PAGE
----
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Comparable only if you don’t include cooling requirements and power consumption in your “performance” metrics. Large enterprises do have people counting power usage and cooling requirements of their cubicle farms.

I don’t think I necessarily agree with this assessment. I don’t pretend to know the likelihood of Apple removing this particular feature, however if they did it would not be out of character for them at all. Historically, Apple has demonstrated a willingness to deprecate/not support features that are only used by a niche user base. See for example:

  1. 2019 Mac Pro could be configured up to 1.5TB memory. 2023 Apple Silicon Mac Pro only goes up to 192GB.

  2. Removal of non-USB-C ports from MacBook Pros. (They did bring these back, showing that it was a mistake.)

  3. Deprecation of OpenGL support.

  4. Lack of support for translating AVX instructions through Rosetta 2. Some programs/applications will just never run on Apple Silicon if they require these instructions.

There are probably many more examples, but this is just what I can think of off the top of my head. There would have to be a very strong financial reason why they would never remove third-part OS booting and I don’t think Linux rises to that level. Is the number of people who would not buy Macs if they could not dual boot Windows really that high? (I’m not entirely sure if you can boot Windows from an Apple silicon Mac, though.)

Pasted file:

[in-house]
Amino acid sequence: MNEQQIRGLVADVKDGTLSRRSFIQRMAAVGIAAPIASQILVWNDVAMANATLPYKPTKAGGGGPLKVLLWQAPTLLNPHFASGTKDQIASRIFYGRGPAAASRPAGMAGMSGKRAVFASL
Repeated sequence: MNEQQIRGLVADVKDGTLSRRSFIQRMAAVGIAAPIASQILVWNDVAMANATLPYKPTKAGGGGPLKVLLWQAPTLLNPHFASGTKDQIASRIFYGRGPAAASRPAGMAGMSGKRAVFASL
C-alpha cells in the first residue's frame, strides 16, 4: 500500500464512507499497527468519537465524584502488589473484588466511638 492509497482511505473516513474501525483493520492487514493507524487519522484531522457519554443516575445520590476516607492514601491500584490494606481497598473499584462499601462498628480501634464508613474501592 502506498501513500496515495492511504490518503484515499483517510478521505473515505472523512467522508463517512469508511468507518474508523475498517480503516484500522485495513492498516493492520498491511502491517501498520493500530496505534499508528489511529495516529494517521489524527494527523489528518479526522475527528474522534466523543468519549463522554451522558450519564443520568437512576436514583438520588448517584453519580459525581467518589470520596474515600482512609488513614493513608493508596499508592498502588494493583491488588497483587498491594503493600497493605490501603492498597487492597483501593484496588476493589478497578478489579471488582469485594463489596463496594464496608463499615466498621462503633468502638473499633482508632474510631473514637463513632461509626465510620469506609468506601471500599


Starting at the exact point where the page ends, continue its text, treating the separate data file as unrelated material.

I’m curious what this reason is. I don’t particularly trust Apple to not deprecate features if their perception (either correctly or incorrectly) is that doing so would not hurt their bottom line. But if there’s a strong financial reason for them to not do so, then that would be reassuring.

I think this is a fair concern to have given that there will be people whose decision to buy MacBooks is motivated by the ability to boot Linux.

I don’t understand what these points have to do with anything.

If you don’t like the hardware don’t buy the machine. As a long time Mac user looking at Fedora as a server, I didn’t. I can see there is no value in buying a Mac these days for use as a server. I don’t need a zillion GPU cores for a CLI. I’m using a broken 2018 MBP as a test server.

As far as the operating system goes, if you use Asahi, that’s not an issue.

For personal use none of this matters. I can see your points for a big installation, but why would someone buy hundreds/thousands of Macs to use Linux?

The machines built from the AMD Ryzen 9 7940HS are probably not destined for server farms and neither are any Macs currently on offer. But these Mac mini replacementmachines are low-powered and run pretty cool.